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Blood-Brain Barrier Drug Targeting Enables Neuroprotection in Brain Ischemia Following Delayed Intravenous Administration of Neurotrophins

  • William M. Pardridge
Part of the Advances in Experimental Medicine and Biology book series (AEMB, volume 513)

Abstract

The blood-brain barrier (BBB) is the rate-limiting step in the translation of neurotrophin neuroscience into clinically effective neurotherapeutics. Since neurotrophins do not cross the BBB, these proteins cannot be used for neuroprotection following intravenous administration, and it is not feasible to administer these molecules by intra-cerebral injection in human stroke. The present studies describe the development of the chimeric peptide brain drug targeting technology and the use of brain-derived neurotrophic factor (BDNF) chimeric peptides in either global or regional brain ischemia. The BDNF chimeric peptide is formed by conjugation of BDNF to a monoclonal antibody (MAb) to the BBB transferrin receptor, and the MAb acts as a molecular Trojan Horse to ferry the BDNF across the BBB via transport on the endogenous BBB transferrin receptor. High degrees of neuroprotection in transient forebrain ischemia, permanent middle cerebral artery occlusion, or reversible middle cerebral artery occlusion are achieved with the delayed intravenous administration of BDNF chimeric peptides. In contrast, no neuroprotection is observed following the intravenous administration of unconjugated BDNF, because the neurotrophin does not cross the BBB in vivo.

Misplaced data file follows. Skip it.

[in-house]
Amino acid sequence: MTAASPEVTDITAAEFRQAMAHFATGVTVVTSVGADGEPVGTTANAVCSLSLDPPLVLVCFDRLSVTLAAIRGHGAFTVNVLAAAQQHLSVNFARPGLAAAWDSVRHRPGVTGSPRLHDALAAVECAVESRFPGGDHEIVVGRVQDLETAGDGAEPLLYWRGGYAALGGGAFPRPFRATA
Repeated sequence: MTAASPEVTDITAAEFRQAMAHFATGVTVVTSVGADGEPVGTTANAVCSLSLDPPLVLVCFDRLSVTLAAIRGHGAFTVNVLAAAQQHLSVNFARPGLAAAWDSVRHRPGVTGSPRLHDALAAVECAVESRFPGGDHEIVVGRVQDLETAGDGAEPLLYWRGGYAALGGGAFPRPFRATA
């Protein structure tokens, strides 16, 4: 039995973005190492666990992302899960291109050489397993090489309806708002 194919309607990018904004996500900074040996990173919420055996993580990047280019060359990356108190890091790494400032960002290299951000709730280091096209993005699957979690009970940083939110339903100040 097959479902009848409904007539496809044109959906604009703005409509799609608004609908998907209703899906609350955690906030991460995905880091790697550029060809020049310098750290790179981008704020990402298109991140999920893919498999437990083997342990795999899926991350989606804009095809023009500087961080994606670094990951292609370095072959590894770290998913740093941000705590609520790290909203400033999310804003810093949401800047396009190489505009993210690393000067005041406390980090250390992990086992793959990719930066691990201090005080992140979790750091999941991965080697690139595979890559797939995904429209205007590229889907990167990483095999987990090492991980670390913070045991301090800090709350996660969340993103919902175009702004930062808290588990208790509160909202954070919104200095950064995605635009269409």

Keywords

Neurotrophic Factor Middle Cerebral Artery Occlusion Vasoactive Intestinal Peptide Brain Uptake Transient Forebrain Ischemia 
These keywords were added by machine and not by the authors. This process is experimental and the keywords may be updated as the learning algorithm improves.

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Copyright information

© Springer Science+Business Media New York 2003

Authors and Affiliations

  • William M. Pardridge
    • 1
  1. 1.Department of MedicineUCLA School of Medicine, Los Angeles

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